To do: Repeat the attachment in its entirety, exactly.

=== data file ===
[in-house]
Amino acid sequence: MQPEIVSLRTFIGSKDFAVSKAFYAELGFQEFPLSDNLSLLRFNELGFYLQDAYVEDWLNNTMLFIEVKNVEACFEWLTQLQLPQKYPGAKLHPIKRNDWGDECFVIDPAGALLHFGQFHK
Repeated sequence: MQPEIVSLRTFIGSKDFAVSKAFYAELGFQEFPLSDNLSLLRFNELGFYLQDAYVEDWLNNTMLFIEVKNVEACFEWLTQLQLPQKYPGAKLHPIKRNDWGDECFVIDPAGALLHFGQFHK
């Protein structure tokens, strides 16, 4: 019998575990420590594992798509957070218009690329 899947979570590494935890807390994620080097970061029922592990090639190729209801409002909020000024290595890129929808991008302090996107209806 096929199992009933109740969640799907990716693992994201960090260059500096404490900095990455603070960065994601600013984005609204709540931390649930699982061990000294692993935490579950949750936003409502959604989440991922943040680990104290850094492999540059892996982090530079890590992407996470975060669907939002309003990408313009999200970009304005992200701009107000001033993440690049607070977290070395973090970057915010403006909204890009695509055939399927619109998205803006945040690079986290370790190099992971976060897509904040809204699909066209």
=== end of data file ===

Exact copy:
[in-house]
Amino acid sequence: MQPEIVSLRTFIGSKDFAVSKAFYAELGFQEFPLSDNLSLLRFNELGFYLQDAYVEDWLNNTMLFIEVKNVEACFEWLTQLQLPQKYPGAKLHPIKRNDWGDECFVIDPAGALLHFGQFHK
Repeated sequence: MQPEIVSLRTFIGSKDFAVSKAFYAELGFQEFPLSDNLSLLRFNELGFYLQDAYVEDWLNNTMLFIEVKNVEACFEWLTQLQLPQKYPGAKLHPIKRNDWGDECFVIDPAGALLHFGQFHK
């Protein structure tokens, strides 16, 4: 019998575990420590594992798509957070218009690329 899947979570590494935890807390994620080097970061029922592990090639190729209801409002909020000024290595890129929808991008302090996107209806 096929199992009933109740969640799907990716693992994201960090260059500096404490900095990455603070960065994601600013984005609204709540931390649930699982061990000294692993935490579950949750936003409502959604989440991922943040680990104290850094492999540059892996982090530079890590992407996470975060669907939002309003990408313009999200970009304005992200701009107000001033993440690049607070977290070395973090970057915010403006909204890009695509055939399927619109998205803006945040690079986290370790190099992971976060897509904040809204699909066209």